Scientists at the Wake Forest Institute for Regenerative Medicine were inspired by standard inkjet printers found in many home offices.
“We started out by taking a typical desktop inkjet cartridge. Instead of ink we use cells, which are placed in the cartridge,” said Dr. Anthony Atala, director of the institute.
The device could be used to rebuild damaged or burned skin.
The project is in pre-clinical phases and may take another five years of development before it is ready to be used on human burn victims, he said.
Other universities, including Cornell University and the Medical University of South Carolina, Charleston, are working on similar projects and will speak on the topic on Sunday at the American Association for the Advancement of Science conference in Washington. These university researchers say organs — not just skin — could be printed using similar techniques.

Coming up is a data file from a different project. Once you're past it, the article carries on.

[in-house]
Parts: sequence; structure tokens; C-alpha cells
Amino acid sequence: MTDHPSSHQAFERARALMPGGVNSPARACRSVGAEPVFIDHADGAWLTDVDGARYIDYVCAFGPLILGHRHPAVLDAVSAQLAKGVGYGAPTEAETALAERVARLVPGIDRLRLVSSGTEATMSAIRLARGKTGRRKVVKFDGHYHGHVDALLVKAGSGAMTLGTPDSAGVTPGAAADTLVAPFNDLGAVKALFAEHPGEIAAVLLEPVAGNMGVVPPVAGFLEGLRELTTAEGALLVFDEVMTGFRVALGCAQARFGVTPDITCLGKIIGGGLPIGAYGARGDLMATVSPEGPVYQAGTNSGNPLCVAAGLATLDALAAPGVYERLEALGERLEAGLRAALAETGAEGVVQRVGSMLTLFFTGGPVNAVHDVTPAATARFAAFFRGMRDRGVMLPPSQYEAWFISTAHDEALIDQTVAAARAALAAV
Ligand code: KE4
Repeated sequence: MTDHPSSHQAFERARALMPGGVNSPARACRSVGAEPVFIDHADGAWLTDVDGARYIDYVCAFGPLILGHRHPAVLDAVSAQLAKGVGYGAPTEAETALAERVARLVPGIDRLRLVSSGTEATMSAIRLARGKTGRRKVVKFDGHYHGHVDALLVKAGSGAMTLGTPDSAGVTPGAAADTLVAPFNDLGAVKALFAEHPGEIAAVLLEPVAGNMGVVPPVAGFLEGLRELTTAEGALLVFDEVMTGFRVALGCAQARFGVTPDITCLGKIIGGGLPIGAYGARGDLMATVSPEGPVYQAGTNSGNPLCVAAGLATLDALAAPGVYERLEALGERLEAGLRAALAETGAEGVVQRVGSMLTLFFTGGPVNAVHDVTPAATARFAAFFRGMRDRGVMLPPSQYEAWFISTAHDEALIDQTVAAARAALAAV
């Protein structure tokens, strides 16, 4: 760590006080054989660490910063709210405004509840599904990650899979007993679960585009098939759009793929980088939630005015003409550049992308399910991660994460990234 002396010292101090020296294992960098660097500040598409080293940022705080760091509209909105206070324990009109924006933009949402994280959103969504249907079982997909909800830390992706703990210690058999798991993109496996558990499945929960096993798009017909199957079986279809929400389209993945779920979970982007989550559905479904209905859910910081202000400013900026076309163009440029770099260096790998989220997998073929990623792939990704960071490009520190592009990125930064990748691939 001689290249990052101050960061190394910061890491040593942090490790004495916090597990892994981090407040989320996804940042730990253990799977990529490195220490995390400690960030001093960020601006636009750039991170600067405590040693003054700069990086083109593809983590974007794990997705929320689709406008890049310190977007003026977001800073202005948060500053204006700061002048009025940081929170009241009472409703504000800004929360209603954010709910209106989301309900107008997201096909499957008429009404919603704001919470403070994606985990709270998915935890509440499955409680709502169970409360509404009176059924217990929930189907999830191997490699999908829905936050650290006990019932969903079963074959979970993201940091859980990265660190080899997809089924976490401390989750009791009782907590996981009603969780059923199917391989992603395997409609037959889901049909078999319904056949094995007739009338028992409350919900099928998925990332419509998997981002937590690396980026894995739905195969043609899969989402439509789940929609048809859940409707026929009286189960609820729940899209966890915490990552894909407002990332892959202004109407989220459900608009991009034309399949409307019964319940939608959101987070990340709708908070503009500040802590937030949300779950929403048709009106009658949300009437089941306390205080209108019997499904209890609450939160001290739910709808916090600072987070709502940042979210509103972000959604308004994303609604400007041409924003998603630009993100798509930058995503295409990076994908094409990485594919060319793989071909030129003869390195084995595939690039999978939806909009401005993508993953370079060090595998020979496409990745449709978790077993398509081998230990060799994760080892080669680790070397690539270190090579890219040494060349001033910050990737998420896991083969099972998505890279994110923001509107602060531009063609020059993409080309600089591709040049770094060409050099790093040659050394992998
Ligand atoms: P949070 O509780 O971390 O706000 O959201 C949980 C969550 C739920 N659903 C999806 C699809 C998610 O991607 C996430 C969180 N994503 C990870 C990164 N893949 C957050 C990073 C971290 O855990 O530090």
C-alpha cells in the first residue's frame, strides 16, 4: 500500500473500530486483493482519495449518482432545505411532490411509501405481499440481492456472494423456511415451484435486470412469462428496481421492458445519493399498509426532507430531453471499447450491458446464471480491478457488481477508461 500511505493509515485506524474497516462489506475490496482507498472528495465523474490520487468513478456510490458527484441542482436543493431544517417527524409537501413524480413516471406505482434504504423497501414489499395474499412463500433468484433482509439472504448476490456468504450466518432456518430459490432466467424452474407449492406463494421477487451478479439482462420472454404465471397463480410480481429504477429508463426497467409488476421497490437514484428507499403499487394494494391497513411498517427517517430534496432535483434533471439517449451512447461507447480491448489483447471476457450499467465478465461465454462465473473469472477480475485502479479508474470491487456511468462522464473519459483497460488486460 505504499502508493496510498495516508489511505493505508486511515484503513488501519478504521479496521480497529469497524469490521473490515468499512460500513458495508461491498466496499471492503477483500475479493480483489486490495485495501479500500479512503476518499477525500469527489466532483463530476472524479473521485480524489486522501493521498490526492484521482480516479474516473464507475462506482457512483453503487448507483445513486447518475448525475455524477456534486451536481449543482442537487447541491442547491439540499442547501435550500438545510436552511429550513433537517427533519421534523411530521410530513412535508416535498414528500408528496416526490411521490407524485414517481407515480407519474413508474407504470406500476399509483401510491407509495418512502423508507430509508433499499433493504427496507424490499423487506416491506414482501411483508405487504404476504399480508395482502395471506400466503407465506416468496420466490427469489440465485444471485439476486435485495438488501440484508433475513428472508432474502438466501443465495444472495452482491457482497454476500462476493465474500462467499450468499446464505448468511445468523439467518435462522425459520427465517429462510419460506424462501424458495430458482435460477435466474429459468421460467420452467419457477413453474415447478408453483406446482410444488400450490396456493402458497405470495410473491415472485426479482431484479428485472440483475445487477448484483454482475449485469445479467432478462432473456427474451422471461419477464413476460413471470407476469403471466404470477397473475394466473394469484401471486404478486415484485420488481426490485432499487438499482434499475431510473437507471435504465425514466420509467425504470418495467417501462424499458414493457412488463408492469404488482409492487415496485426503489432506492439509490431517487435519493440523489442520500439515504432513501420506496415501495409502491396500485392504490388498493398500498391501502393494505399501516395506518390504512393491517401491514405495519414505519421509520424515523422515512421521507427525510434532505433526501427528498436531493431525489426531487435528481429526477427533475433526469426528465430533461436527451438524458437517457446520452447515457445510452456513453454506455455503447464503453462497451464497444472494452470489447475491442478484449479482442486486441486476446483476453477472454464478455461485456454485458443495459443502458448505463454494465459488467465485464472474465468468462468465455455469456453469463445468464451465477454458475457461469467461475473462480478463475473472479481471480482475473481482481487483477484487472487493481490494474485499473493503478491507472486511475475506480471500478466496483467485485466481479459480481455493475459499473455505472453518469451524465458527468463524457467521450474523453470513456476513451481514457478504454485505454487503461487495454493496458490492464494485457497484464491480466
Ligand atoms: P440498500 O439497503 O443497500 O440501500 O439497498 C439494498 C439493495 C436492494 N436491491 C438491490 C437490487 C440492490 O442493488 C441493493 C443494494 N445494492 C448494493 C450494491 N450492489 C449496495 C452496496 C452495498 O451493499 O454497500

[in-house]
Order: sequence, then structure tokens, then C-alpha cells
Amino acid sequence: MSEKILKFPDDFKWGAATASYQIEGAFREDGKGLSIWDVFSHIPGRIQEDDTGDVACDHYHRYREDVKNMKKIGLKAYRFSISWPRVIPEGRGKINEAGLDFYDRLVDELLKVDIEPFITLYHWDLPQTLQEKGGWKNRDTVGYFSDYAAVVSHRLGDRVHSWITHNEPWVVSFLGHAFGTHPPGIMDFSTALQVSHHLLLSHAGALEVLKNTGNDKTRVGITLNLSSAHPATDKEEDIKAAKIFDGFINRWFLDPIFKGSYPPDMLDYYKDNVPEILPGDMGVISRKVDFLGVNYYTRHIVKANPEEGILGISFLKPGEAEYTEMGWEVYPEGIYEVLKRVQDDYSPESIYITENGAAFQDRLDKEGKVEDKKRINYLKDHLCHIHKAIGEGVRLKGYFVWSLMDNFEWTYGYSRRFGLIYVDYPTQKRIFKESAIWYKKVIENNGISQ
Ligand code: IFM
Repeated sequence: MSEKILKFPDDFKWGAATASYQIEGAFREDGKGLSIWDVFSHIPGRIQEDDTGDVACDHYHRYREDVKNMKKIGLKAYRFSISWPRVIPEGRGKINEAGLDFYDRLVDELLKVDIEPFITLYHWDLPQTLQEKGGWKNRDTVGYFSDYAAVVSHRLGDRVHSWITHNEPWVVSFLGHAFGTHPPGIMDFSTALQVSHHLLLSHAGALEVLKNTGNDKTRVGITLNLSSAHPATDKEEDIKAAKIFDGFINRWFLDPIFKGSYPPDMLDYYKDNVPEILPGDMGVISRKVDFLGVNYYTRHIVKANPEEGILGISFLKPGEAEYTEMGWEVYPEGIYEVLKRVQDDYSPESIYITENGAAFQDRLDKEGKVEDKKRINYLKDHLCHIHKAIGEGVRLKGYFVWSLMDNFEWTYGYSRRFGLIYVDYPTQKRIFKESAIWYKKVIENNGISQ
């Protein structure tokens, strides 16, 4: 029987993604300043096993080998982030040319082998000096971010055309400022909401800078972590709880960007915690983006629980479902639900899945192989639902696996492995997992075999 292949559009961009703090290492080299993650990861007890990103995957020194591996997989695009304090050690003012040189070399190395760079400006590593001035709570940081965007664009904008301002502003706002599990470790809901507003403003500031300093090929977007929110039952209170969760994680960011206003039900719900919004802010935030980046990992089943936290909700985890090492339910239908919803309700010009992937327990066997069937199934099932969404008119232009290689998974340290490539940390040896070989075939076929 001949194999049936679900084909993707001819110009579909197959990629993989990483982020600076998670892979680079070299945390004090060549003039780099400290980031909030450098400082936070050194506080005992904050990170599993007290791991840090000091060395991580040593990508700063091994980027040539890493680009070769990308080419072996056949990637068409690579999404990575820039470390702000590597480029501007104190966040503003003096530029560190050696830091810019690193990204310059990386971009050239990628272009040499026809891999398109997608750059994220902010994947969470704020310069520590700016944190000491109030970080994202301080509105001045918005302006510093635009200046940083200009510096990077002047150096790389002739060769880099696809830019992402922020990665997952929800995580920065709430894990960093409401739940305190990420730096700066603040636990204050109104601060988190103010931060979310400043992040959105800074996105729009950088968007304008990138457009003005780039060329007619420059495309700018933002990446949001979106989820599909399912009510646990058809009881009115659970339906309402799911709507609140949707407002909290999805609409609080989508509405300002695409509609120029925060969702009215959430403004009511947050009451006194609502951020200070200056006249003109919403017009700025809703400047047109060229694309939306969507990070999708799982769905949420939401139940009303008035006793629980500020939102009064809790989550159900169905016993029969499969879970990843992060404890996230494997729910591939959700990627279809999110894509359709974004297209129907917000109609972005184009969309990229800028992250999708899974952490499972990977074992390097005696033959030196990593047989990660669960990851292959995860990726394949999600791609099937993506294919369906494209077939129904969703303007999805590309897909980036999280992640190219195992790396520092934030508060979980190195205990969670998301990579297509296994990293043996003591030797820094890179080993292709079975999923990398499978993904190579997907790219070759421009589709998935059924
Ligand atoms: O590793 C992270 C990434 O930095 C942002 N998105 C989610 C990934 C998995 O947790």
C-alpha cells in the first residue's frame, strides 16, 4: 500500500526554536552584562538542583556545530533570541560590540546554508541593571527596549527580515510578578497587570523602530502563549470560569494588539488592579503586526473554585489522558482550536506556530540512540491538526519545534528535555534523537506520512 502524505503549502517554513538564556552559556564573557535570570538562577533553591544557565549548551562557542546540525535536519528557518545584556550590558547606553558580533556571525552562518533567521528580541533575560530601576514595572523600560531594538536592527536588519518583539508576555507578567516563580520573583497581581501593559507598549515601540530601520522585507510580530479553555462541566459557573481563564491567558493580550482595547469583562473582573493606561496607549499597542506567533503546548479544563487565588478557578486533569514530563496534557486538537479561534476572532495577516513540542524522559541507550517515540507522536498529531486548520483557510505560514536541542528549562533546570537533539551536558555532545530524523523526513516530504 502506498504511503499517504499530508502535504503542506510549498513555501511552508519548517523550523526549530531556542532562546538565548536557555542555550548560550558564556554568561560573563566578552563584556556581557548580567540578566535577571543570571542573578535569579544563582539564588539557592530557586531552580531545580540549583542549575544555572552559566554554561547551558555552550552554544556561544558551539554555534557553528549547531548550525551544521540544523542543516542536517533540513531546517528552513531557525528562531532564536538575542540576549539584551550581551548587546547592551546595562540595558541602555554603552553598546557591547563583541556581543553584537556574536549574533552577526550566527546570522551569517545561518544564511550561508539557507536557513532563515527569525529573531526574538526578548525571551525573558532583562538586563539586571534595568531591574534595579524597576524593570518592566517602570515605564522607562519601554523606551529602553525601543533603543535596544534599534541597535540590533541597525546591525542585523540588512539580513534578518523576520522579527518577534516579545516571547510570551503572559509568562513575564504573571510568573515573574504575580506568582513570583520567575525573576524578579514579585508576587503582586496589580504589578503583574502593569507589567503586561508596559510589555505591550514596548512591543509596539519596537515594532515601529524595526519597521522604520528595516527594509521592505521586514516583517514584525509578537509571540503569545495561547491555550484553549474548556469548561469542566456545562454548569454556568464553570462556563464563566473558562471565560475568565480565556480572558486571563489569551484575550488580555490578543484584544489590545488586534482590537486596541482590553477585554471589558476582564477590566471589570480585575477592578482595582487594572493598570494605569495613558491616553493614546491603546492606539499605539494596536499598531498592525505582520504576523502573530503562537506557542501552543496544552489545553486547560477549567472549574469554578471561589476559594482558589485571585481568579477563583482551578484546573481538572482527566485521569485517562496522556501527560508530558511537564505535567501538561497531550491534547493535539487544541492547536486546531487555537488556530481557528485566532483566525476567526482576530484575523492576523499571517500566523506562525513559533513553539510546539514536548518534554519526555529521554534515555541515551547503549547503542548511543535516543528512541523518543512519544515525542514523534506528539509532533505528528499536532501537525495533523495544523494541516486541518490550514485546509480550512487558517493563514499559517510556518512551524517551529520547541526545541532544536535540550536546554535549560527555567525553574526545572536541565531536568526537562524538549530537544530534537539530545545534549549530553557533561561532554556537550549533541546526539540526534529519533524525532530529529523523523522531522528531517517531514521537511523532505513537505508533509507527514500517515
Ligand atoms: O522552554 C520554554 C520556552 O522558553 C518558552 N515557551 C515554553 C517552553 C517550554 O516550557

Burn injuries account for 5% to 20% of combat-related injuries, according to the Armed Forces Institute of Regenerative Medicine. The skin printing project is one of several projects at Wake Forest largely funded by that institute, which is a branch of the U.S. Department of Defense.
Wake Forest will receive approximately $50 million from the Defense Department over the next five years to fund projects, including the skin-creating system.
Researchers developed the skin “bio-printer” by modifying a standard store-bought printer. One modification is the addition of a three-dimensional “elevator” that builds on damaged tissue with fresh layers of healthy skin.
Read More here on CNN …
The BBC also has the store here that includes a demo video.
You can also read a paper written up a research team here who are working on printing ears.